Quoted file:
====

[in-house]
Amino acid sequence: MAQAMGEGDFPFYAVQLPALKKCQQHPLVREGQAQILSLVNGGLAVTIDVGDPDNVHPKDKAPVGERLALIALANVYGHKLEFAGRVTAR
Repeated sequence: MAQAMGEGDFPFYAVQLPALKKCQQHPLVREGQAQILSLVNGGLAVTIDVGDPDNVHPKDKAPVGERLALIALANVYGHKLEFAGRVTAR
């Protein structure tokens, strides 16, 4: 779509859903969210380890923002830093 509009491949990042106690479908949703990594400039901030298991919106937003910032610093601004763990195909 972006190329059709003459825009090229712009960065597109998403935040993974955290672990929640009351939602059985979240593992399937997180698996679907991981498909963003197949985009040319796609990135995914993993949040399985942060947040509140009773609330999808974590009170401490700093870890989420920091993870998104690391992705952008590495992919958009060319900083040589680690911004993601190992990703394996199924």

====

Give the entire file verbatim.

[in-house]
Amino acid sequence: MAQAMGEGDFPFYAVQLPALKKCQQHPLVREGQAQILSLVNGGLAVTIDVGDPDNVHPKDKAPVGERLALIALANVYGHKLEFAGRVTAR
Repeated sequence: MAQAMGEGDFPFYAVQLPALKKCQQHPLVREGQAQILSLVNGGLAVTIDVGDPDNVHPKDKAPVGERLALIALANVYGHKLEFAGRVTAR
């Protein structure tokens, strides 16, 4: 779509859903969210380890923002830093 509009491949990042106690479908949703990594400039901030298991919106937003910032610093601004763990195909 972006190329059709003459825009090229712009960065597109998403935040993974955290672990929640009351939602059985979240593992399937997180698996679907991981498909963003197949985009040319796609990135995914993993949040399985942060947040509140009773609330999808974590009170401490700093870890989420920091993870998104690391992705952008590495992919958009060319900083040589680690911004993601190992990703394996199924």